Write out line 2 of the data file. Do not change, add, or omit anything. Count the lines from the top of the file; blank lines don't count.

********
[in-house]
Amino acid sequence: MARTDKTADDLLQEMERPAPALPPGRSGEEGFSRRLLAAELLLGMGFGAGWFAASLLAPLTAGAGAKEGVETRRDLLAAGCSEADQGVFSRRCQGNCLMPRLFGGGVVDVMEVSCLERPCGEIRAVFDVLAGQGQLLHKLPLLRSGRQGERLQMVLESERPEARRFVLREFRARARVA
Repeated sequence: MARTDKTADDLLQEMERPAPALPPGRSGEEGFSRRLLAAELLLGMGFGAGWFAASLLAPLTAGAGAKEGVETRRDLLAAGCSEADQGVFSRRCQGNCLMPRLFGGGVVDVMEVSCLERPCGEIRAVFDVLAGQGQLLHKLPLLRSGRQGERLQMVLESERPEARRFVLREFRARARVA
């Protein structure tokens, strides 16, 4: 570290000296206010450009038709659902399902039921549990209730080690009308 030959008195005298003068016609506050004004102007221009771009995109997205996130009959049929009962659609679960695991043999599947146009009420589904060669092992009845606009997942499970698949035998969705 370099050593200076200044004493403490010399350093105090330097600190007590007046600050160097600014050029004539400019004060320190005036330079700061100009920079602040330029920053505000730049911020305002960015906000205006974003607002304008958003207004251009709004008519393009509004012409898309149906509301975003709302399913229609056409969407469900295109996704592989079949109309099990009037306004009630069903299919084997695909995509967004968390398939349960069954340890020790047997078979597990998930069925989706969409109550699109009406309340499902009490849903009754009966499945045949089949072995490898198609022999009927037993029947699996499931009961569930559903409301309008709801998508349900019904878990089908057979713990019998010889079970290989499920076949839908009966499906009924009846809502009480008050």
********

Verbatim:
Amino acid sequence: MARTDKTADDLLQEMERPAPALPPGRSGEEGFSRRLLAAELLLGMGFGAGWFAASLLAPLTAGAGAKEGVETRRDLLAAGCSEADQGVFSRRCQGNCLMPRLFGGGVVDVMEVSCLERPCGEIRAVFDVLAGQGQLLHKLPLLRSGRQGERLQMVLESERPEARRFVLREFRARARVA